Measures including increasing the age of sale from 18, by one year, every year until no one can buy a tobacco product in this country, introducing a tobacco licence system for retailers and raising tobacco duty by at least 30% have been recommended to the government in a bid to reduce the number of people smoking in England.
The report, Making smoking obsolete, was compiled by Dr Javed Khan OBE at the request of the government as part of its plan to make England smokefree by 2030.
Khan recommended increasing the age of sale of tobacco from 18, by one year, every year, until no one can buy a tobacco product in this country to create a “smokefree generation”.
He also puts forward the suggestion of immediately raising the cost of tobacco duties, by more than 30%, across all tobacco products. This includes increasing duty rates for cheaper tobacco products, such as hand rolled tobacco, so they are the same as standard cigarette packages as well as banning tobacco products at duty-free entry points.
One recommendation that would have an impact on store owners is the proposed introduction of a tobacco licence for retailers to limit where tobacco is available. The report suggests that the government should also ban online sales for all tobacco products, ban supermarkets from selling tobacco and freeze the tobacco market to stimulate innovation in tobacco-free alternatives.
The report also recommended that an £125m per year is invested in smokefree 2030 policies, including an extra £70m per year in stop smoking services; the government “embrace the promotion” of vaping as a tool to stop people smoking and help the NHS provide more support to people looking to quit.
In the report’s summary, Khan warned that without these additional measures, England is set to miss its target of being smokefree by 2030 (with only 5% of the population smoking) by at least seven years.
Association of Convenience Stores chief executive James Lowman said the suggestion to continually increase the legal age to buy tobacco products as “very challenging for retailers.
“Increasing the legal age of sale by one year every year would disrupt the very effective measures put in place to enforce an age restriction at 18, which applies not just for tobacco but to many of the products local shops sell,” he said. “We need to look at how this would work in practice, but it looks like it would be operationally very challenging for small shops. Underage smokers aren’t buying tobacco from shops, who have an excellent record of implementing the Challenge25 policy, but from friends, family and the black market.”
Commenting on the other recommendations, Lowman said: “The proposals for licensing tobacco retailers need to be fleshed out, with clarity over what this measure would be trying to achieve. Licensing restrictions that stop new entrants from entering the market damage investment and the provision of all the products and services we sell. Ultimately, those who are selling tobacco illegally now without being caught would just continue to do so without seeking a licence.”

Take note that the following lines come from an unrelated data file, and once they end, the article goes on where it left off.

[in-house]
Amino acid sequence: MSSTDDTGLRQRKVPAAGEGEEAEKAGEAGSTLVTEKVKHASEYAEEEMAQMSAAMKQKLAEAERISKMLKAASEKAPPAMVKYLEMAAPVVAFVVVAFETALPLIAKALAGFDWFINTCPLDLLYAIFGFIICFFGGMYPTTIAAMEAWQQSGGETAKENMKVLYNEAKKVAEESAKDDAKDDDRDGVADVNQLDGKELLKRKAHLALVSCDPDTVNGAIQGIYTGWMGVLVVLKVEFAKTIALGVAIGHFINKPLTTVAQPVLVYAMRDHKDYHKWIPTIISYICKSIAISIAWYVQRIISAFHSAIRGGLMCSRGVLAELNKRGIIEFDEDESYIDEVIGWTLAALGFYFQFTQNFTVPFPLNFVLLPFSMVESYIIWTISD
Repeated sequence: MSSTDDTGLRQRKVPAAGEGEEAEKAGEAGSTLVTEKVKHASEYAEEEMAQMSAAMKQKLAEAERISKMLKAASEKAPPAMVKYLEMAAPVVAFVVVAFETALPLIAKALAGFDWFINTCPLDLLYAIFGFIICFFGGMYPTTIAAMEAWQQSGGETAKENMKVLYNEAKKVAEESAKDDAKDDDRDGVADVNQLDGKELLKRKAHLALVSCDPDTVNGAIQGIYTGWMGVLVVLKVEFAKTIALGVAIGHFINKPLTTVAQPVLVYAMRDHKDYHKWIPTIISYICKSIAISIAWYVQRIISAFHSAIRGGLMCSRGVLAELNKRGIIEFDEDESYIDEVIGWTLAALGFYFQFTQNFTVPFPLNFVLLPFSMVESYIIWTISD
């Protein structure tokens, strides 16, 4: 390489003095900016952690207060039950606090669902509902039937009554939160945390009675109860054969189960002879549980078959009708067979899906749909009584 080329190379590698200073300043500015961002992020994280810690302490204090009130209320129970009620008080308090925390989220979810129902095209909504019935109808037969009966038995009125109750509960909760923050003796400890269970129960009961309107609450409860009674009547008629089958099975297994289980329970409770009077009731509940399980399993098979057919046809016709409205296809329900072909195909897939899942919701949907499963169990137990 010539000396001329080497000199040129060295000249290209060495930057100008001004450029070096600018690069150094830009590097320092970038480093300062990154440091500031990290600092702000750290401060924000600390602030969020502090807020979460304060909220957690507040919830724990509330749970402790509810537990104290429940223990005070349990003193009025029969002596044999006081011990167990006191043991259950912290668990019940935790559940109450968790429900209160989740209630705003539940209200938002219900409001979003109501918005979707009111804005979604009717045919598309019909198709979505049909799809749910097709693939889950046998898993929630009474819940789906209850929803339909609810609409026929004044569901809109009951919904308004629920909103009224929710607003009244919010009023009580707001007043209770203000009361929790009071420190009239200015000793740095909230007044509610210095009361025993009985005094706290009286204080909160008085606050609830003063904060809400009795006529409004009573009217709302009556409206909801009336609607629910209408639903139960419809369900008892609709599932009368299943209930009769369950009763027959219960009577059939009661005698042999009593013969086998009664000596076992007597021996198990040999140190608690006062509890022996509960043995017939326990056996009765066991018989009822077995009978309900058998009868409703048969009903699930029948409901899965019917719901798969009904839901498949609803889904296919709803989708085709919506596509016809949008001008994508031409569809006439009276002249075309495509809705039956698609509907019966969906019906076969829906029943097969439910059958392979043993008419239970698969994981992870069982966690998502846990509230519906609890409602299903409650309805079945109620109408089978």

Director general of the UK Vaping Industry Association, John Dunne, welcomed the proposals. “As an association we couldn’t agree more with this report’s stark message for the government which is that, without immediate action, it will miss its smoke free targets by seven years,” said Dunne. “The NHS tells us that around 78,000 people in the UK die every year from smoking, with many more living with debilitating smoking-related illnesses, so the time for inaction is over.
“Mr Khan unambiguously states that one of the critical ways the Government can get its ambitions for a smoke free society back on track is through greater promotion of vaping and the UKVIA, which represents vaping organisations including retailers, manufacturers and distributors, will do everything we can to support this.”
Simon Clark, director of the smokers’ group Forest, labelled the proposals as “creeping prohibition that won’t stop young adults smoking”.
“It will simply drive the sale of tobacco underground and consumers will buy cigarettes on the black market where no-one pays tax and products are completely unregulated,” said Clark. “A tobacco levy won’t hurt the tobacco companies because it will be passed on to the consumer, disproportionately affecting those from poorer backgrounds.
“Encouraging smokers to switch to reduced risk products such as e-cigarettes is sensible as long as it is voluntary and based on educating consumers about the relative risks of different nicotine products. “Ultimately this is about freedom of choice and personal responsibility and ministers must think very carefully before they adopt prohibition and coercion as tools to achieve their smoke-free goal.”
The threat of illicit tobacco was also raised in the report. It suggested providing additional funding of £15 million per year to local trading standards and to give trading standards the power to close down retailers known to be selling illicit tobacco while alternative tobacco products such as shisha need enhanced enforcement.
This proposal was welcomed by James Lowman. “The proposed additional funding for local authorities to enforce against those selling illicit tobacco products is welcome, and is something that we’ve highlighted as a necessary priority for Government for a long time, but we need to see this implemented and we need more than £15m investment to close the £2.3bn tax gap caused by illegal tobacco sales. Unless we tackle the black market, the recommendations to further regulate the sale of tobacco through legitimate businesses will not be effective.”